Colonsay’s Spring Festival, which centres on the creative arts and nature, was held in the first three weeks of May. The first half of the festival featured a wide variety of arts, crafts and activities, as reported earlier in the Corncrake, and the second half the festival continued with the same rich, diverse mix. At the Old Waiting Room gallery the a joint exhibition by Morag Tweedie, Anne Ferguson, and Carol Paterson, was followed by an exhibition of the works of Jane Smith. The Old Baptist church, now the home of the Heritage Trust, was once again buzzing with activities including, block printing, screen printing, and book binding, while Colonsay house was home to wool dyeing, jewelry making, a knitting workshop and willow weaving. Out of doors there were farm walks, beach walks, and bird spotting and fern spotting.
The Old Baptist church has become an instant success as a venue for arts and crafts activities. The church’s large windows provide excellent light and the space is proving adaptable and flexible. Jane Smith ran several different workshops in the church including one on screen-printing. Using simple shapes and printing with overlaid transparent colours, participants were able to produce attractive, entertaining yet simple works.
For those looking to discover more about the flora and fauna of Colonsay there were a variety of guided walks. Kevin Byrne continued his beach walks which combine the pleasure of discovering Colonsay’s shoreline with the benefit of clearing and cleaning up rubbish brought ashore from the sea. Sadly ocean currents bring much plastic and other man-made materials on to Colonsay’s shores, and keeping the beaches clear is a constant task, which Kevin has dedicated much time and effort to over recent years. Jonathan Lingard’s walks went also close to the shore, but also inland in search of the wide variety of bird life which breed here. Amongst Jonathan’s walks was evening walk through Uragaig looking, or rather listening, out for birds in the calm of dusk when their songs and calls are easier to pick out. This year Corncrakes are well established in the crofts of Uragaig, and easily picked out by the unique call. Kevin Byrne was also exploring the interior of the island but in pursuit of unusual flora, particularly ferns, which Kevin has been making a study of. Of course much of the Colonsay is farm land and David Hobhouse led groups through Balnahard to find out more about how beef and sheep are farmed in an environmental sensitive way, which allows for birds like the Corncrake space and time to breed.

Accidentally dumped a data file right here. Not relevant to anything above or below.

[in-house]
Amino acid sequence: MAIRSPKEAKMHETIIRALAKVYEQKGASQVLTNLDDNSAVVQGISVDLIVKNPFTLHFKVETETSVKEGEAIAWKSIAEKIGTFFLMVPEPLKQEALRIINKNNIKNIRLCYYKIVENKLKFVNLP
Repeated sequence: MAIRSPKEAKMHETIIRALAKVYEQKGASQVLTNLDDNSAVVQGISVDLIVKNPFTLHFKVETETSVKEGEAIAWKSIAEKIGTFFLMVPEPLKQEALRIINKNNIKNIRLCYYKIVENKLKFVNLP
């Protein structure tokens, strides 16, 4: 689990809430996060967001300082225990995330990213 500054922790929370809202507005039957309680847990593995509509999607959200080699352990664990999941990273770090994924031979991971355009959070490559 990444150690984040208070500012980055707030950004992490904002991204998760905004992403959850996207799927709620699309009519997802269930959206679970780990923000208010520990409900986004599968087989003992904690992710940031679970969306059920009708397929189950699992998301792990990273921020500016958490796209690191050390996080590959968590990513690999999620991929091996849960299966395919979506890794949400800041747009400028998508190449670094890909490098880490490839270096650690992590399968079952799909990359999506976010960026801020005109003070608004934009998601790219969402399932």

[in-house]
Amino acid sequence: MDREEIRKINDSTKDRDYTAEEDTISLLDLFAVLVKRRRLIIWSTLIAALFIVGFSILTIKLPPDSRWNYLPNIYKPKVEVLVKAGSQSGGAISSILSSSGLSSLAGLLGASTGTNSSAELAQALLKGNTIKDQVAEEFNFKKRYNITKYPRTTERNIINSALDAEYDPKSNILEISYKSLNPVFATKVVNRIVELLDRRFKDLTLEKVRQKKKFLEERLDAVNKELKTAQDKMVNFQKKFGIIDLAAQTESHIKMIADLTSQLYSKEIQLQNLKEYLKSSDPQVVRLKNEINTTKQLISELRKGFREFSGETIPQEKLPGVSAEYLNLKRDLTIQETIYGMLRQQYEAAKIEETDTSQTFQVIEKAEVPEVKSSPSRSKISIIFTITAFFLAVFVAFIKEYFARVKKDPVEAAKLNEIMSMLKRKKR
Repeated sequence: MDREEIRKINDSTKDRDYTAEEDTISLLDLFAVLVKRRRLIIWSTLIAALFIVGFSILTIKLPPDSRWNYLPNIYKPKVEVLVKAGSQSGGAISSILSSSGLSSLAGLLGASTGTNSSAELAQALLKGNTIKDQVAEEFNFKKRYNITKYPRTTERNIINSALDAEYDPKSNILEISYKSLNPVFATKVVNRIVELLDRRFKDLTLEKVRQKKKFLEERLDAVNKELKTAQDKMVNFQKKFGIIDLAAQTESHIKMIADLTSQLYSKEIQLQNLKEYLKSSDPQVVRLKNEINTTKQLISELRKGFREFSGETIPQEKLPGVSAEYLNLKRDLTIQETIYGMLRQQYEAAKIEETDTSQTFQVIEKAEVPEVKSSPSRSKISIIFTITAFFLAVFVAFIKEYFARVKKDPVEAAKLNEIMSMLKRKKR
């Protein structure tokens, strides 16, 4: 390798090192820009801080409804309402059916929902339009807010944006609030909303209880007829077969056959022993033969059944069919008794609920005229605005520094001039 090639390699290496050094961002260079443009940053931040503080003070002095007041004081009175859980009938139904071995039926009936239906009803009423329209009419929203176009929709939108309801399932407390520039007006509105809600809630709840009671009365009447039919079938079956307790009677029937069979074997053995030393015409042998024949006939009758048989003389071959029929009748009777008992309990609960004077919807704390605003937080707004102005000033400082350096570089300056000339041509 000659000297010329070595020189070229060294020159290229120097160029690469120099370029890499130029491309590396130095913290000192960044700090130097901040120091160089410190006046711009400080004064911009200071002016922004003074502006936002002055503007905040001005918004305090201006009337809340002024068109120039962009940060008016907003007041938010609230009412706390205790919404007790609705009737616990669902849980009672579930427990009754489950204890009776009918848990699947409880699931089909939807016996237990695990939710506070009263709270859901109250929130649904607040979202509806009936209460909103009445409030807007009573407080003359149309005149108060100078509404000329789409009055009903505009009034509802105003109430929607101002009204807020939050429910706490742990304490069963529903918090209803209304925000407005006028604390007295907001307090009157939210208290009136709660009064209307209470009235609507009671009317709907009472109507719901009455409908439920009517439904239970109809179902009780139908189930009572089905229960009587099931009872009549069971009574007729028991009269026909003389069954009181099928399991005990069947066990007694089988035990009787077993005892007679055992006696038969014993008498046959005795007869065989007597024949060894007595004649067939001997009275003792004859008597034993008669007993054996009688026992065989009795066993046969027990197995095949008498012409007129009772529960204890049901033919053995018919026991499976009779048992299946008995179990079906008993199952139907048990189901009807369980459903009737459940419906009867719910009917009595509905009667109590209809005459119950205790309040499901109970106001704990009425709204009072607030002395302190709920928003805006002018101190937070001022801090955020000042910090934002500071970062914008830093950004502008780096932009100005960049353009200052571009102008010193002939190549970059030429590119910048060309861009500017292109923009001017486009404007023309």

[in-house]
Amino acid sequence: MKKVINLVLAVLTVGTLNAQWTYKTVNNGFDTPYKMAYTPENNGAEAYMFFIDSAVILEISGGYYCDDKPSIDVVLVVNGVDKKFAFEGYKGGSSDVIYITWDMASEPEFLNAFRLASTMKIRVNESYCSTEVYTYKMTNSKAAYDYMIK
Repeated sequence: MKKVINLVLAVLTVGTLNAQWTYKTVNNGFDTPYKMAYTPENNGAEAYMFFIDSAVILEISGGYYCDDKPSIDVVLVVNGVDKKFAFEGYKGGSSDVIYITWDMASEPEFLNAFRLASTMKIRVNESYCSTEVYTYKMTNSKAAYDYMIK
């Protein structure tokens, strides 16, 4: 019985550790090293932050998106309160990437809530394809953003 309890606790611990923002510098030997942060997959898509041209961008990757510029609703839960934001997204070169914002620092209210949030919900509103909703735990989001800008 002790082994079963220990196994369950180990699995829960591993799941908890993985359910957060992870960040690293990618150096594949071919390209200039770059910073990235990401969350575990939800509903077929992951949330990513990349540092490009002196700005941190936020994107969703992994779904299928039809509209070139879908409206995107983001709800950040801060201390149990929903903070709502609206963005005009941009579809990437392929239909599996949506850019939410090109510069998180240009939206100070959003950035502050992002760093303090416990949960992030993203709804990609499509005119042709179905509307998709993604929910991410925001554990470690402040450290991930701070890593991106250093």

Jane Smith also gave an illustrated talk exploring the importance of islands for wildlife. Jane has written a new book “Wild Island” about Oronsay, which features many of her works, and describes her experience of the many faces of nature on the island.
The diary of things to do offered many other interesting, familiar and unusual activities, including:
Landscape painting in the gardens of Colonsay Housewith Julienne Braham
Plant and natural dyeing workshop with Anne Ferguson and Morag Tweedie
Jewelry making with Morag Halligan using treasures from the sea
Willow Weaving with Jane Allan
Nature Photography with Brian Hindmarch
Flax weaving with Pip Weaser
Wool “hooking” and Crocheting with Carole Rennison